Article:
I made it home from work and tentatively lifted the lid of the incubator… hoping to see movement. But there had been no progress with the remaining egg. So deflated I examined the 2 that had pipped (we had held little hope for the other 4). I could just see what was a bird, but nothing. Then I picked up on the other to hear the faintest chirp and slightest movement. I know everything I have read had said not to interfere, but I had to give it a fighting chance.
So very carefully peeling small sections of shell away from the existing whole, trying to stay around the end that it should have pushed off.
There are a number of reasons for not interfering with ducklings (more so than chicks), other than the argument that if it wasn’t strong enough to make it, then its nature’s selection- survival of the fittest. As ducks remain attached to the umbilical cord for some time after breaking out. Usually staying within the shell for a few hours, which (unlike a chick) largely remains intact. Allowing for them to absorb the last of the nutrients and make their big entrance when their ready and able to free themselves from the dried cord. If you break that membrane or connection, then the bird could bleed out anyway, so you’re interference could do more harm than good. So in many respects you’re damned if you do or damned if you don’t.
But I had made my decision, probably influenced by the events of the morning. But I was giving this little one every chance. It had done the hard work, it was just weak. So after a few hours, and a little more assistance to release its leg, late last night it made its big entrance to the world.
Still weak this morning, not properly dry (probably saturated with yolk from being in the egg too long) and still attached to its egg, it remains in the incubator. I did gave it some water (using a medicine dosing syringe) and carefully located the dead tissue along the umbilical cord; this had now dried out and was no longer supplying the bird. So with precision, surgically removed it; allowing it to move more freely and hopefully gain a little strength (not dragging around the extra weight). Am hoping it will be strong enough to move into the brooder box this afternoon. I did leave it a small dish (well tuppaware lid) of water, and it was drinking and moving around.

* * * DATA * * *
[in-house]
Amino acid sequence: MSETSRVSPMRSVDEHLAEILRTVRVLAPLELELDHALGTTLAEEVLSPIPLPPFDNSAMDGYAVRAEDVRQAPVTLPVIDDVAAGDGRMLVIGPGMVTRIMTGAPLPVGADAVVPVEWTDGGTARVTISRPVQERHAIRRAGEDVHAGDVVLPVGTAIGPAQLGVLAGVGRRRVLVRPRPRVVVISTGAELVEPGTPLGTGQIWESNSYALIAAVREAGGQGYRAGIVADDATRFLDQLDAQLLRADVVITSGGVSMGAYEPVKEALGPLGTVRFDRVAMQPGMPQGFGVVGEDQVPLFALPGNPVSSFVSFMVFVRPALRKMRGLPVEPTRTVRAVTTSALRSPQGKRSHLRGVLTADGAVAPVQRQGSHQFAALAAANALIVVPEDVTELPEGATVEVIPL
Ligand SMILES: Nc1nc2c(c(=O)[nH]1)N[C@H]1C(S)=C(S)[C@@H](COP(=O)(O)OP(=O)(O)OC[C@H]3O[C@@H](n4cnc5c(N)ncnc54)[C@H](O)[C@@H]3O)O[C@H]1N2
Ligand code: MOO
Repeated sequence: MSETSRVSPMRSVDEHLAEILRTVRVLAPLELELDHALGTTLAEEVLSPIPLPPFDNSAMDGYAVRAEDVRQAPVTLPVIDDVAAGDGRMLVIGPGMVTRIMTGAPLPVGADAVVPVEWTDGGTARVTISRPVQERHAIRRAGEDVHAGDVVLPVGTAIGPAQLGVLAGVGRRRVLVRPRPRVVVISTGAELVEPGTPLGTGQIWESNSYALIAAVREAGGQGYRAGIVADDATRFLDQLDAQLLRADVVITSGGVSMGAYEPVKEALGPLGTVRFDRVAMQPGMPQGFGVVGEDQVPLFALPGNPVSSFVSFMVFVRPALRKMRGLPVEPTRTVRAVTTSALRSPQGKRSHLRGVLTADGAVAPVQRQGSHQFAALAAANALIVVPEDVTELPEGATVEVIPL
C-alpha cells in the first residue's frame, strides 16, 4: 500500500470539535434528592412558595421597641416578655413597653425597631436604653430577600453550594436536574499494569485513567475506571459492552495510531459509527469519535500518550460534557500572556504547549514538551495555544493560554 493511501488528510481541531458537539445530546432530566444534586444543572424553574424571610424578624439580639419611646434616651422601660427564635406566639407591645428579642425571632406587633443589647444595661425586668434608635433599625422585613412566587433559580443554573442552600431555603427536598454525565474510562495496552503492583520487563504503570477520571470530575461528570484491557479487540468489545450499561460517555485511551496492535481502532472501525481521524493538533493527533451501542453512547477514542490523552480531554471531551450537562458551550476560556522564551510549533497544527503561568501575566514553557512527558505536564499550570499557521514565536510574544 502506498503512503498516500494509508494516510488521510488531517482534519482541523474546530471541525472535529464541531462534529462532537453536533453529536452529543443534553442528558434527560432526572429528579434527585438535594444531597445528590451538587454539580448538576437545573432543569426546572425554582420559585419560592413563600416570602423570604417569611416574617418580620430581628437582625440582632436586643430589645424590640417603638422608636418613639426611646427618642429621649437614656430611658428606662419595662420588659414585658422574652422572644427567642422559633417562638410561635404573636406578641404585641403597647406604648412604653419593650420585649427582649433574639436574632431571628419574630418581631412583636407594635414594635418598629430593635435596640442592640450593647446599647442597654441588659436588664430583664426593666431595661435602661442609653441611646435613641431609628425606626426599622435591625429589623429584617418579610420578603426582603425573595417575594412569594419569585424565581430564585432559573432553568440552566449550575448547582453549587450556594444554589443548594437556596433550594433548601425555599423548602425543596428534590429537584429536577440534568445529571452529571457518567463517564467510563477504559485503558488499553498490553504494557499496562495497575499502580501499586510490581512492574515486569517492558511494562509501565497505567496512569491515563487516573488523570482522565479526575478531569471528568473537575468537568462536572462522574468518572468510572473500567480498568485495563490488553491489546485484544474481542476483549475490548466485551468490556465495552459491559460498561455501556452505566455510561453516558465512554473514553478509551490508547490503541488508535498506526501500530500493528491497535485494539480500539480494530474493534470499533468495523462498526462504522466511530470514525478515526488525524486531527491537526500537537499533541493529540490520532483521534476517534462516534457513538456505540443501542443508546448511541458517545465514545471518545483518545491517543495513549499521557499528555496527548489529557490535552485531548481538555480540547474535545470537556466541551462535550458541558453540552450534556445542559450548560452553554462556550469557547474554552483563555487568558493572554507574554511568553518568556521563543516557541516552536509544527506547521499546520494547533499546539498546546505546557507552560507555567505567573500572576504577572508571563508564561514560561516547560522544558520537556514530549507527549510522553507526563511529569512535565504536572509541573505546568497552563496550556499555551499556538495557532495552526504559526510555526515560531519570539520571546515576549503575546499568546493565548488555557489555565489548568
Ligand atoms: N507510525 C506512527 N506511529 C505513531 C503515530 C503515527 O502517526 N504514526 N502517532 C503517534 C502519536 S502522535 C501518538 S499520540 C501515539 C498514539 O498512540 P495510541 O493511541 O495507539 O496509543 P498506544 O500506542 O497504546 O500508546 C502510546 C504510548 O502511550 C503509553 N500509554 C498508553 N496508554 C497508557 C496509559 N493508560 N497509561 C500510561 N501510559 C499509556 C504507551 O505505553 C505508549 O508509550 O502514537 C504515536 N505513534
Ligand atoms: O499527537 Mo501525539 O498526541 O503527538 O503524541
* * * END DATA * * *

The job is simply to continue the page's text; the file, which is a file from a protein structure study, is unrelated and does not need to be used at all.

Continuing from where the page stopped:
You may notice from this picture that the duck is in the “hatching tray”
of the borrowed incubator. I will admit having a separate area for hatching, or as we’ve used it over the last few days for hatchlings has been great. As in our incubator they climb all over the remaining eggs and move them around. But in saying that, I think it’s been handy having the second area. When it comes to those eggs suspended in the trays hatching, we have to move them down to the hatching tray- so will still have the same problem. Maybe we can set ours up as a secondary drying area…
We were amazed to notice that some of the chicks (now 4-5 days old) have started to develop their feathers! I’m planning on documenting their development (especially over the first few weeks), as well as the duckling- for the future reference. Though with the chicks we no longer have their Old English Game dad, so their development may vary to future flocks, but still curious to see how they turn out. The 2 blue chick are a lovely colour, as are the lighter “stripies” with the lines at the eyes… no doubt they’ll be boys, with birds the pretty ones generally are!
On another subject the first of our trees (well thier bigger than seedlings, but I wouldn't want you to think they were fully fledges trees either) arrived yesterday! And not the order I had anticipated arriving first- this was from Forvever Seeds (Ebay store). An australian supplier specialising in rare and edible seeds and plants... So am very excited and am hoping pot them tomorrow (at least until thier more established, since these are going in the house garden and maybe subject to dog interference). So we now have Ginger (well its a plant really not a tree), Cardamom, Macadamia & Pomegranate.